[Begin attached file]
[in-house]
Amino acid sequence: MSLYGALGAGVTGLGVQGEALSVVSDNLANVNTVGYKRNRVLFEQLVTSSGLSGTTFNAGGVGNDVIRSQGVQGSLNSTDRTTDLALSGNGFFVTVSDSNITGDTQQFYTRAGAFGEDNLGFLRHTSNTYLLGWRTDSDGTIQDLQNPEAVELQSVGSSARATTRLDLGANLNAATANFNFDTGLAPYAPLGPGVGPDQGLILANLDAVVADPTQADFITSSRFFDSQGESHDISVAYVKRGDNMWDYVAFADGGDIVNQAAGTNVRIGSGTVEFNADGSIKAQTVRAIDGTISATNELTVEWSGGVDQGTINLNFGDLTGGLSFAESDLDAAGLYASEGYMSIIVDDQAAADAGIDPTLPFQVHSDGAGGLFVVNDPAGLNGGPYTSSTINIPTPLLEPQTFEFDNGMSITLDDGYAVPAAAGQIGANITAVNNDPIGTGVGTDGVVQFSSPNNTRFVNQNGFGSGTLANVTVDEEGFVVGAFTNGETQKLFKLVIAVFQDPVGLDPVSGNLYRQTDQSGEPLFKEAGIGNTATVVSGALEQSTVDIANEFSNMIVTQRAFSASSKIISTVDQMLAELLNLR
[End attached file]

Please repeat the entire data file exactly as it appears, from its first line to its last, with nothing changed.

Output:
[in-house]
Amino acid sequence: MSLYGALGAGVTGLGVQGEALSVVSDNLANVNTVGYKRNRVLFEQLVTSSGLSGTTFNAGGVGNDVIRSQGVQGSLNSTDRTTDLALSGNGFFVTVSDSNITGDTQQFYTRAGAFGEDNLGFLRHTSNTYLLGWRTDSDGTIQDLQNPEAVELQSVGSSARATTRLDLGANLNAATANFNFDTGLAPYAPLGPGVGPDQGLILANLDAVVADPTQADFITSSRFFDSQGESHDISVAYVKRGDNMWDYVAFADGGDIVNQAAGTNVRIGSGTVEFNADGSIKAQTVRAIDGTISATNELTVEWSGGVDQGTINLNFGDLTGGLSFAESDLDAAGLYASEGYMSIIVDDQAAADAGIDPTLPFQVHSDGAGGLFVVNDPAGLNGGPYTSSTINIPTPLLEPQTFEFDNGMSITLDDGYAVPAAAGQIGANITAVNNDPIGTGVGTDGVVQFSSPNNTRFVNQNGFGSGTLANVTVDEEGFVVGAFTNGETQKLFKLVIAVFQDPVGLDPVSGNLYRQTDQSGEPLFKEAGIGNTATVVSGALEQSTVDIANEFSNMIVTQRAFSASSKIISTVDQMLAELLNLR